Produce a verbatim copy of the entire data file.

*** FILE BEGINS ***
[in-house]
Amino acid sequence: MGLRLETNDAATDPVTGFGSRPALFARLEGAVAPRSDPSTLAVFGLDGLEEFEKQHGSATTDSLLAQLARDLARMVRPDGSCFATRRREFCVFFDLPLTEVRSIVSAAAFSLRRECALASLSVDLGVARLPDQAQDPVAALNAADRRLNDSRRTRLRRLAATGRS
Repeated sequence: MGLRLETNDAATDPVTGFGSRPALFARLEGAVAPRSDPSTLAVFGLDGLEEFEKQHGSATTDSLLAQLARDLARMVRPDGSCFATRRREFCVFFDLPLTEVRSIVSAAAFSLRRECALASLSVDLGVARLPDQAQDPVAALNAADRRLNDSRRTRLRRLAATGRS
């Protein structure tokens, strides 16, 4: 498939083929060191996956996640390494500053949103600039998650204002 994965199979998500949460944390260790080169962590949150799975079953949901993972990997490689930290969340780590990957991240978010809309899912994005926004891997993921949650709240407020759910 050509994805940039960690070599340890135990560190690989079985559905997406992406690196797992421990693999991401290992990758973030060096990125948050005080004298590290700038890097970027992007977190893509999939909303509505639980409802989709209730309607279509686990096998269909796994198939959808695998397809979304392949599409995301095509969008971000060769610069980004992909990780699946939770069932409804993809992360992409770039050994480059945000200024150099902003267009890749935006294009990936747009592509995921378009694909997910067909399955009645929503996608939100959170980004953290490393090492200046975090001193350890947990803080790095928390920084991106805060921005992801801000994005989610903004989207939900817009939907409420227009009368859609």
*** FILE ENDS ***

[in-house]
Amino acid sequence: MGLRLETNDAATDPVTGFGSRPALFARLEGAVAPRSDPSTLAVFGLDGLEEFEKQHGSATTDSLLAQLARDLARMVRPDGSCFATRRREFCVFFDLPLTEVRSIVSAAAFSLRRECALASLSVDLGVARLPDQAQDPVAALNAADRRLNDSRRTRLRRLAATGRS
Repeated sequence: MGLRLETNDAATDPVTGFGSRPALFARLEGAVAPRSDPSTLAVFGLDGLEEFEKQHGSATTDSLLAQLARDLARMVRPDGSCFATRRREFCVFFDLPLTEVRSIVSAAAFSLRRECALASLSVDLGVARLPDQAQDPVAALNAADRRLNDSRRTRLRRLAATGRS
């Protein structure tokens, strides 16, 4: 498939083929060191996956996640390494500053949103600039998650204002 994965199979998500949460944390260790080169962590949150799975079953949901993972990997490689930290969340780590990957991240978010809309899912994005926004891997993921949650709240407020759910 050509994805940039960690070599340890135990560190690989079985559905997406992406690196797992421990693999991401290992990758973030060096990125948050005080004298590290700038890097970027992007977190893509999939909303509505639980409802989709209730309607279509686990096998269909796994198939959808695998397809979304392949599409995301095509969008971000060769610069980004992909990780699946939770069932409804993809992360992409770039050994480059945000200024150099902003267009890749935006294009990936747009592509995921378009694909997910067909399955009645929503996608939100959170980004953290490393090492200046975090001193350890947990803080790095928390920084991106805060921005992801801000994005989610903004989207939900817009939907409420227009009368859609």